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Why Population?

Population Connection works at the intersections of global population dynamics, health and human rights, and environmental sustainability. We believe efforts to slow population growth through rights-based family planning policy, advocacy, and education are key to human well-being and a safe and healthy environment now and into the future.

Human population growth is a major driver of our global environmental crises, including climate change, biodiversity loss, and resource depletion. At the community level, population pressures also degrade local environments and strain the availability and equitable allocation of natural resources. High fertility rates are positively correlated with gender inequality, unmet needs for contraceptives, poverty, and a lack of access to vital services like health care and education. In low-income regions especially, high fertility can inhibit economic development, increase health risks for women and children, and worsen food insecurity.

Ending population growth can be realized through the empowerment of women and girls, by decreasing economic inequality, and by improving access to education and reproductive health services. Historical data show that lower fertility rates (the average number of births per woman) in turn bring vast health, social, and economic benefits, such as reduced child mortality, higher levels of education and labor force participation (especially for women), and higher household income.

Programs that recognize the critical connections between population dynamics, health, and environmental conservation follow a Population, Health, and Environment (PHE) approach. Integrated PHE strategies take many forms and can be applied across diverse geographies. Generally, these methods recognize the interconnected nature of human health, standard of living, and ecosystem health, and thus approach developmental solutions comprehensively rather than in isolation.

Incorporating family planning and reproductive health care into development and conservation efforts, for example, is a holistic PHE approach that advances sustainable development while reducing environmental pressures and improving resilience.

High fertility is positively correlated with extreme poverty. The world’s 46 least developed countries (LDCs) are among the world’s fastest-growing, and many are projected to double in population between 2022 and 2050. Most of the countries with an annual income per person averaging less than $5,000 are in sub-Saharan Africa, and they are also among the most vulnerable to climate change.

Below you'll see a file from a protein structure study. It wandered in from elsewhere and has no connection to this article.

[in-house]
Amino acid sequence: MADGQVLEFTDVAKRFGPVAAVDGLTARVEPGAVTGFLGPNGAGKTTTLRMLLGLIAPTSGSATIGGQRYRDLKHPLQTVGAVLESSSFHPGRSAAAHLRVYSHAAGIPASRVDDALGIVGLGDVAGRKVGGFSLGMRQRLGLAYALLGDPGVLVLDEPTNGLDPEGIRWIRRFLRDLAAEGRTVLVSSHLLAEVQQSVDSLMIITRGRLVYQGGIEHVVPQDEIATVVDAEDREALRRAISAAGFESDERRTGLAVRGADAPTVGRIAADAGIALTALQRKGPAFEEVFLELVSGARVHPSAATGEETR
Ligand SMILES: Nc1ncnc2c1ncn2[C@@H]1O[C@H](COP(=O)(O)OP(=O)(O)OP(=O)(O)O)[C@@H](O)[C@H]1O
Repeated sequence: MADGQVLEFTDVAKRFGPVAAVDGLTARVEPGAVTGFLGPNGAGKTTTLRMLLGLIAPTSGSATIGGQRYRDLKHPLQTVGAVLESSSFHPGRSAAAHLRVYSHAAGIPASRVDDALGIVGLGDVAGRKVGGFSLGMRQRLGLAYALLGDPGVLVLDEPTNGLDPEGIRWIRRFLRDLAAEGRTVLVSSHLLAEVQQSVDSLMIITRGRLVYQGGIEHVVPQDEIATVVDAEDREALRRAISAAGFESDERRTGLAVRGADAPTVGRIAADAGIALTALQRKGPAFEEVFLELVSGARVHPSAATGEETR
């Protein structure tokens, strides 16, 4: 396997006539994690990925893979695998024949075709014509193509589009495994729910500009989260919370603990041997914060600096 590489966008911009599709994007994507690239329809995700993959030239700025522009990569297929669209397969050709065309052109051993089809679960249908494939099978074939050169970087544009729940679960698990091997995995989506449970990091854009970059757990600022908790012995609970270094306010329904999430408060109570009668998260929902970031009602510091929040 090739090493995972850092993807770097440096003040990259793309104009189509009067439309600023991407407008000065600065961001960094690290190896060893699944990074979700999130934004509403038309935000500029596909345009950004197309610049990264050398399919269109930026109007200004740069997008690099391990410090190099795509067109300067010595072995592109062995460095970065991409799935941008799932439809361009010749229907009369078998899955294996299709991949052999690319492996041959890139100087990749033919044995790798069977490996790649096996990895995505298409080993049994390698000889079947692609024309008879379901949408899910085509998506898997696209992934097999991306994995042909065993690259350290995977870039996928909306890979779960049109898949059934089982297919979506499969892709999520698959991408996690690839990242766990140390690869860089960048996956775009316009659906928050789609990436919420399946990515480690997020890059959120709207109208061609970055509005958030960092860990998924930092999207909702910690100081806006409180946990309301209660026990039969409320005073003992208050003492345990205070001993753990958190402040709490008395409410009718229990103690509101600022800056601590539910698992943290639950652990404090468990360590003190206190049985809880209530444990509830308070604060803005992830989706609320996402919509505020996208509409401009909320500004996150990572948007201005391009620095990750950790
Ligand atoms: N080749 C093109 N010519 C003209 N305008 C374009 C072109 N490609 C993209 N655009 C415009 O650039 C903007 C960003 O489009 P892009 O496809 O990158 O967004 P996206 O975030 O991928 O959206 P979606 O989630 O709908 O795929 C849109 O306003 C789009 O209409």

Aerial View Of Juba, South Sudan With Jebel Kujur In The Background

Removing barriers to women’s rights, education, and family planning strengthens people’s ability to adapt to environmental changes and climate impacts. Communities in which women can freely determine the number and spacing of their children are more prosperous, healthy, and resilient.

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Slowing and ending population growth is vital to meeting the UN Sustainable Development Goals (SDGs) for 2030, which aim to achieve a decent quality of life for all on a healthy planet.

Village Couple And Children Bathing At The Bank Of Padma River In Bangladesh

257 million

Around 257 million women globally have an unmet need for modern contraception, meaning they wish to avoid pregnancy but are not using safe and effective birth control. Ending this unmet need is morally imperative and would bring vast environmental benefits also.

68.9 Gt

Slowing population growth through family planning and girls’ education could prevent 68.9 gigatons of carbon dioxide equivalent emissions by 2050, making it one of the most powerful available climate change mitigation solutions.

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Population and Climate Change

Demographic trends and variables play an important role in understanding and confronting the world’s climate crisis. Population growth, along with increasing consumption, drives emissions of climate-changing greenhouse gases. Rapid population growth worsens the impacts of climate change by straining resources and exposing more people to climate-related risks—especially in low-resource regions. Population dynamics affect both the trajectory of climate change and the number of people subjected to dangerous climate impacts.

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Solutions Through Reproductive Health

Download this info brief to explore the connections between sustainable development, women’s empowerment, family planning, and climate change. This resource demonstrates that slowing population growth through rights-based investments in voluntary family planning services can reduce emissions and significantly increase individual, community, and country resilience in a changing climate.

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Human Impacts on the Environment

Browse this info brief for an in-depth look into humanity’s ecological footprint. This resource outlines the ways in which resource use, consumption patterns, demographic trends, industrialization, and globalization influence both human development and the future of climate change.

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